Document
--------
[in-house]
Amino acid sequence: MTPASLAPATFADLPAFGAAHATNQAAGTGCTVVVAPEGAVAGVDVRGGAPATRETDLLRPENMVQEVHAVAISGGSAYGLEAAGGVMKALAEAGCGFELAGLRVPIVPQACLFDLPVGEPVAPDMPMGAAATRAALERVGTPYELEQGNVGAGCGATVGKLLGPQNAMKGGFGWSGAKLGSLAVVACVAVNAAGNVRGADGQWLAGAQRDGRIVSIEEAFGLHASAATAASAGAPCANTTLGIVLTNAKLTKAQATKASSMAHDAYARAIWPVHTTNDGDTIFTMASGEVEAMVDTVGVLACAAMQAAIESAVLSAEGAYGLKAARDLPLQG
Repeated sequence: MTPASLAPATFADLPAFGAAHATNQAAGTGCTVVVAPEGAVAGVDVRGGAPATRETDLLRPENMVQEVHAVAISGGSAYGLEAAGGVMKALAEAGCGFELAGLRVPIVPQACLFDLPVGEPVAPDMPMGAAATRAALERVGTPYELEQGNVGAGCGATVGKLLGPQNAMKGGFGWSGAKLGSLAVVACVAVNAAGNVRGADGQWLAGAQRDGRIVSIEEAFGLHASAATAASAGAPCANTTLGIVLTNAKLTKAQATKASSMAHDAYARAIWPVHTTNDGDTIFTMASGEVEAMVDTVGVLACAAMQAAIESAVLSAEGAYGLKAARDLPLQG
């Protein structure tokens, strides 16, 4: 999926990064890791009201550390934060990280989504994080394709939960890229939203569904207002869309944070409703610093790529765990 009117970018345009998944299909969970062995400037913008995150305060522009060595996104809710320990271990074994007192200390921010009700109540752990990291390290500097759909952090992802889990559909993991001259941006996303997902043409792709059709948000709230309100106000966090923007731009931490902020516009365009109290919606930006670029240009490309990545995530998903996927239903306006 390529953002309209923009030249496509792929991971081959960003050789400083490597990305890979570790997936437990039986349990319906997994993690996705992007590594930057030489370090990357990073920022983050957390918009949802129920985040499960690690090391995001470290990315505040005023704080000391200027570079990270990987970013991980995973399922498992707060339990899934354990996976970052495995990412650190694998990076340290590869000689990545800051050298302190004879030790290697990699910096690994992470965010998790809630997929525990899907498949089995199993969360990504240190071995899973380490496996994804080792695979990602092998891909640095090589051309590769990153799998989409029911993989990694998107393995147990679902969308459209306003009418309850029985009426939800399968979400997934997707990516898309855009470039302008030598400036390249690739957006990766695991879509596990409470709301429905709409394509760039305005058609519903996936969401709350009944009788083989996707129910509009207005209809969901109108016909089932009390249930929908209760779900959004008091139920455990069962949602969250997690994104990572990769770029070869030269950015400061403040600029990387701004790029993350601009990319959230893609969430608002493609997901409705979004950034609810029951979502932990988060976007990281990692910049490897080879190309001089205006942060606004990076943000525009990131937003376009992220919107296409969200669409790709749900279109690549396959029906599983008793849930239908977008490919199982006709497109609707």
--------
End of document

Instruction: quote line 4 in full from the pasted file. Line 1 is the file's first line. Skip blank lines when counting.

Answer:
């Protein structure tokens, strides 16, 4: 999926990064890791009201550390934060990280989504994080394709939960890229939203569904207002869309944070409703610093790529765990 009117970018345009998944299909969970062995400037913008995150305060522009060595996104809710320990271990074994007192200390921010009700109540752990990291390290500097759909952090992802889990559909993991001259941006996303997902043409792709059709948000709230309100106000966090923007731009931490902020516009365009109290919606930006670029240009490309990545995530998903996927239903306006 390529953002309209923009030249496509792929991971081959960003050789400083490597990305890979570790997936437990039986349990319906997994993690996705992007590594930057030489370090990357990073920022983050957390918009949802129920985040499960690690090391995001470290990315505040005023704080000391200027570079990270990987970013991980995973399922498992707060339990899934354990996976970052495995990412650190694998990076340290590869000689990545800051050298302190004879030790290697990699910096690994992470965010998790809630997929525990899907498949089995199993969360990504240190071995899973380490496996994804080792695979990602092998891909640095090589051309590769990153799998989409029911993989990694998107393995147990679902969308459209306003009418309850029985009426939800399968979400997934997707990516898309855009470039302008030598400036390249690739957006990766695991879509596990409470709301429905709409394509760039305005058609519903996936969401709350009944009788083989996707129910509009207005209809969901109108016909089932009390249930929908209760779900959004008091139920455990069962949602969250997690994104990572990769770029070869030269950015400061403040600029990387701004790029993350601009990319959230893609969430608002493609997901409705979004950034609810029951979502932990988060976007990281990692910049490897080879190309001089205006942060606004990076943000525009990131937003376009992220919107296409969200669409790709749900279109690549396959029906599983008793849930239908977008490919199982006709497109609707």